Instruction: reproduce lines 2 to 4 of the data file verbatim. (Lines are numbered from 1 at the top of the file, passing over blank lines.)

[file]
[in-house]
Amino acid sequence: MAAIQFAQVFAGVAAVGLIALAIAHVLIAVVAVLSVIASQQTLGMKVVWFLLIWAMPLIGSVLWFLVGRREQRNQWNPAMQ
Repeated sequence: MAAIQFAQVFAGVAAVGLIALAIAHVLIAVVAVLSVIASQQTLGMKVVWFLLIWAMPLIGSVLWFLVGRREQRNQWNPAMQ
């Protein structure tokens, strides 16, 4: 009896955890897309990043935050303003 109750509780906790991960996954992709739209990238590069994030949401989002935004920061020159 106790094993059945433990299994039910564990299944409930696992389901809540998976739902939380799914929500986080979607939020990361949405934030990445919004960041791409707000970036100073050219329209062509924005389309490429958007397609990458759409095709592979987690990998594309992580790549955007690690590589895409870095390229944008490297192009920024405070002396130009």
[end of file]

Amino acid sequence: MAAIQFAQVFAGVAAVGLIALAIAHVLIAVVAVLSVIASQQTLGMKVVWFLLIWAMPLIGSVLWFLVGRREQRNQWNPAMQ
Repeated sequence: MAAIQFAQVFAGVAAVGLIALAIAHVLIAVVAVLSVIASQQTLGMKVVWFLLIWAMPLIGSVLWFLVGRREQRNQWNPAMQ
């Protein structure tokens, strides 16, 4: 009896955890897309990043935050303003 109750509780906790991960996954992709739209990238590069994030949401989002935004920061020159 106790094993059945433990299994039910564990299944409930696992389901809540998976739902939380799914929500986080979607939020990361949405934030990445919004960041791409707000970036100073050219329209062509924005389309490429958007397609990458759409095709592979987690990998594309992580790549955007690690590589895409870095390229944008490297192009920024405070002396130009």